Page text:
Readership Program excess funds shifted

Story by Alex Zank, Chief Copy Editor

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A large surplus in the Readership Program on campus resulted in a shift from its carryover account to the student senate carryover in a bill proposed and passed on Monday.

The Readership Program’s carryover exceeded $125,000, which resulted from over-allocation in the past to the program.

The amount of $120,000 was moved to the senate carryover account after Tyrel Zich, chief of staff, motioned to suspend the rules and vote on the bill the same night it was introduced.

The bill was passed by voice vote.

Bryan Larson, finance commission director, said the excess funding was a result of past imperfections of adequate record-keeping as well as changes made to the program.

“Essentially we had been overestimating … how much we need to fund the program,” Larson said.

The Readership Program is what provides three different newspapers daily to students. Copies of the New York Times, USA Today and the Leader-Telegram are located in large blue containers
throughout campus.

The first year of the program did cost as much as anticipated, Larson said, which then provided a base number of estimation for future years.

“Also, we think there is a considerable amount of savings due to the fact that … students have to swipe their Blugold card to get access to the newspapers,” Larson said.

This was one of the changes made to the program. It was brought about because Senate members noticed a lot of faculty and staff taking the papers, Zich said.

“They are not supposed to get them because we (students) pay for them through student segregated fees,” he said.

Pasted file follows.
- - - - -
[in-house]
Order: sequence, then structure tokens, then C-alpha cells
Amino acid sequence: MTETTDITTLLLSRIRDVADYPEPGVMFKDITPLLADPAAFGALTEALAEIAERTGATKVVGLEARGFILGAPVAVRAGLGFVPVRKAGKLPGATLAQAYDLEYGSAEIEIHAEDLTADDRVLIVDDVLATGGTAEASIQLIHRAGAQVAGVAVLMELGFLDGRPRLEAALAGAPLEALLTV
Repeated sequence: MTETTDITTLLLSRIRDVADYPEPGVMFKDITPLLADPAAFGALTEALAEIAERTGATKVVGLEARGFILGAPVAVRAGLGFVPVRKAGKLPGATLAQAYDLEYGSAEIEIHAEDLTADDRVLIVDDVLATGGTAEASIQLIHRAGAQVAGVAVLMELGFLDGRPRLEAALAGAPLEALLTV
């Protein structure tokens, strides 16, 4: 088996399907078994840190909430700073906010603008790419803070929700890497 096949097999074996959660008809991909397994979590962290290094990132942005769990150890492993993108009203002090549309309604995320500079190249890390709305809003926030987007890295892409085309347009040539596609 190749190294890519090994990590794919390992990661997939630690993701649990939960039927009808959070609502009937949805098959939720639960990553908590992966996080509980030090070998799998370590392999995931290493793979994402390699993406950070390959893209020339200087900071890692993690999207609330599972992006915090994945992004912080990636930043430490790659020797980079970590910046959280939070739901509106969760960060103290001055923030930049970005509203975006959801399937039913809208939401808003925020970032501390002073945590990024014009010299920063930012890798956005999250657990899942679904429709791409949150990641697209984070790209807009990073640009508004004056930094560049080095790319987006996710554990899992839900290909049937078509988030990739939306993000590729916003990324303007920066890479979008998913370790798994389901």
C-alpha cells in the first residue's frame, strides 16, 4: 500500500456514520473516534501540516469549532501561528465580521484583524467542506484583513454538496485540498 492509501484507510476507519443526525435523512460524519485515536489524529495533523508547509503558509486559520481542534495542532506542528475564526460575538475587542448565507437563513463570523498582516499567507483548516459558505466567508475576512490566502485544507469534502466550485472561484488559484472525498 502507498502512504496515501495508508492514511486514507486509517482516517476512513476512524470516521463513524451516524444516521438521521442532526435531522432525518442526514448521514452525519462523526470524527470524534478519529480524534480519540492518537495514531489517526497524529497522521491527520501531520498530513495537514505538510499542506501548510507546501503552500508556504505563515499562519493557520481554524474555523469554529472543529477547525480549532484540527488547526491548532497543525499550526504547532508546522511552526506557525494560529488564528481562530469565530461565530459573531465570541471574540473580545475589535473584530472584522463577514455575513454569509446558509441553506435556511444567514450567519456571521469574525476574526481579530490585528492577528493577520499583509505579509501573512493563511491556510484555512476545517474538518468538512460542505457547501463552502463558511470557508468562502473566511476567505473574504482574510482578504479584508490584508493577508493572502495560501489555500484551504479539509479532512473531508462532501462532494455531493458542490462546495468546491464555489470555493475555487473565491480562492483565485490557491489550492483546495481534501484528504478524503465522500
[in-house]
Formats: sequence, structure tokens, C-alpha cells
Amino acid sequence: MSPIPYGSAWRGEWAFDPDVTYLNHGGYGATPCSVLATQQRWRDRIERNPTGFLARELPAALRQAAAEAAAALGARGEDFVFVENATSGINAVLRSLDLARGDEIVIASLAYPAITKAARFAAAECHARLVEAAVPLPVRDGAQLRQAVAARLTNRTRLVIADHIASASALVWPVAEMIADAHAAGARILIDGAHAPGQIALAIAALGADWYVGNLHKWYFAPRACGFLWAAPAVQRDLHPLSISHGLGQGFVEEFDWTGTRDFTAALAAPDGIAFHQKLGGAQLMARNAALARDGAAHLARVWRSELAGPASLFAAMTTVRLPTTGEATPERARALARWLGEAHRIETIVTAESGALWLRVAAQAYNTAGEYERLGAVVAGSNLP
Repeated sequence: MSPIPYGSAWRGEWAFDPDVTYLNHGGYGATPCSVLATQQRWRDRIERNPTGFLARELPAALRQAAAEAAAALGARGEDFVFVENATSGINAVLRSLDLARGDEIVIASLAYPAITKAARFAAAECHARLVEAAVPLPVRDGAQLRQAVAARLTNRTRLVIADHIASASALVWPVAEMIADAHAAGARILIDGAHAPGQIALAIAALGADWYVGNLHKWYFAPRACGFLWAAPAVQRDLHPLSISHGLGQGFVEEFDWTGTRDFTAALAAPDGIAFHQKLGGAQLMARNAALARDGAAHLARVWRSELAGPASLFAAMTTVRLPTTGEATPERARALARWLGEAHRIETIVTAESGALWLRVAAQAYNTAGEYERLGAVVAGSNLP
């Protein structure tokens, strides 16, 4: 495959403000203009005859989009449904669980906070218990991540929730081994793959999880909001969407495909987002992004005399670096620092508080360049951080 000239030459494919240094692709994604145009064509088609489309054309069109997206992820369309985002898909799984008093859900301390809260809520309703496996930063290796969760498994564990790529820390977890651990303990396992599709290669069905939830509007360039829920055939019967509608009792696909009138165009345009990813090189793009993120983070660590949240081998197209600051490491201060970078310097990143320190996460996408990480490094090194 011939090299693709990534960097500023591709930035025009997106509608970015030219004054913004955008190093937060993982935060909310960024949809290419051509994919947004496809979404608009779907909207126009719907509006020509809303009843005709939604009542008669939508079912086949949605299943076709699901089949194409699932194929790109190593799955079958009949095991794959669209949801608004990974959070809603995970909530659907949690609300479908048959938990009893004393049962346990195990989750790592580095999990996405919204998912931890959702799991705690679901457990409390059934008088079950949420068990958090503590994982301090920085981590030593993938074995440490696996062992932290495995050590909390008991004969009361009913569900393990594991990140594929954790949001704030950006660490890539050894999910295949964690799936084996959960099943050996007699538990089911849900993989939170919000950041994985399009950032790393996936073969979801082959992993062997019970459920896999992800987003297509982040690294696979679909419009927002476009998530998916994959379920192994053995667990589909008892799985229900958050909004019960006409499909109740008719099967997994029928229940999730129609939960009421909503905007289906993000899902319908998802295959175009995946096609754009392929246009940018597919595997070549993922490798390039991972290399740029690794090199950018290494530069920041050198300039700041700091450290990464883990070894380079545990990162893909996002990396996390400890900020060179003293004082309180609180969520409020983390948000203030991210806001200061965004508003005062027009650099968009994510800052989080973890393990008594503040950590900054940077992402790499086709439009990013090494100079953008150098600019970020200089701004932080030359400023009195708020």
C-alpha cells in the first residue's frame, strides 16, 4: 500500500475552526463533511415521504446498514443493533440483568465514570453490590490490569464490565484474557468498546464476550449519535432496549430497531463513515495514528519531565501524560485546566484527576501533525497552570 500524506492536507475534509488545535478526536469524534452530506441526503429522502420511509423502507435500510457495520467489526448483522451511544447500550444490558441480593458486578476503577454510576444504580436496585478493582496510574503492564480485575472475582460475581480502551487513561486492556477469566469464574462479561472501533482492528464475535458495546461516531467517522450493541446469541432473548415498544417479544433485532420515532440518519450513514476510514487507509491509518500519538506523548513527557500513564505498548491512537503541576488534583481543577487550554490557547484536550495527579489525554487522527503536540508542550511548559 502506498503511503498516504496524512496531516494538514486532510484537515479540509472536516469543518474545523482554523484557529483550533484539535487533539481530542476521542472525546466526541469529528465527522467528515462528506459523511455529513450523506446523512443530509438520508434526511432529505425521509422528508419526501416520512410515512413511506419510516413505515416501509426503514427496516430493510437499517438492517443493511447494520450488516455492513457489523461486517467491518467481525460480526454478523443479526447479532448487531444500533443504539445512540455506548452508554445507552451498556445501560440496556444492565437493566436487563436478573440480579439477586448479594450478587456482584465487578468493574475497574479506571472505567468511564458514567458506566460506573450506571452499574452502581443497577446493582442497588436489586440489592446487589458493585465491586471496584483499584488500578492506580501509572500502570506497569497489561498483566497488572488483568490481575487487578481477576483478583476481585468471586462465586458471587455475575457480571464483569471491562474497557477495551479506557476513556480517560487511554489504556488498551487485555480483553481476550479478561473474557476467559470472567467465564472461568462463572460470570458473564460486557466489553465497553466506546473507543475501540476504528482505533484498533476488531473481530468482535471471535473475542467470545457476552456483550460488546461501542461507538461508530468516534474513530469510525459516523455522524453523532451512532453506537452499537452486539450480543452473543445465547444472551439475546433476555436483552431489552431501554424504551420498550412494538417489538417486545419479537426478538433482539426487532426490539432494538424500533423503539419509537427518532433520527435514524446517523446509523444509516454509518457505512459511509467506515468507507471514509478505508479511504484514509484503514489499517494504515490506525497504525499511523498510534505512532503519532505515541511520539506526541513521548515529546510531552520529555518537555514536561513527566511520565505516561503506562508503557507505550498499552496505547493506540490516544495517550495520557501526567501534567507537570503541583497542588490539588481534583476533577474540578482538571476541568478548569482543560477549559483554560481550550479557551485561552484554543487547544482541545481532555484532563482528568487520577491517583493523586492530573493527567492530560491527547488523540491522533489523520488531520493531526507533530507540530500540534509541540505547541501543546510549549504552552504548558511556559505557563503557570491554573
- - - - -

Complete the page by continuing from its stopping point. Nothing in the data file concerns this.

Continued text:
Zich said some other savings come from the fact that the program only charges for the papers actually taken out of the containers.

Previous senatorial sessions were not being as diligent as they could have as far as keeping track of program expenditures, Larson said, which is something he said this session is trying to improve on.

“What this senate has been all about is … accountability,” Larson said. “This year we have been looking into issues like this vigorously; that’s why we found this number (in the Readership carryover).”

The addition of this money to the Senate carryover account, which has been lower than in the past, could affect the makeup of the finance budget.

“Where we’ll see the impact is in our budget for next year, particularly how much we charge for (segregated) fees … And that’s really where we’re going to be able to see these savings” essentially making college cost less for students, Larson said.

“That’s where they are going to see this impact. That’s … the goal of the commission.”

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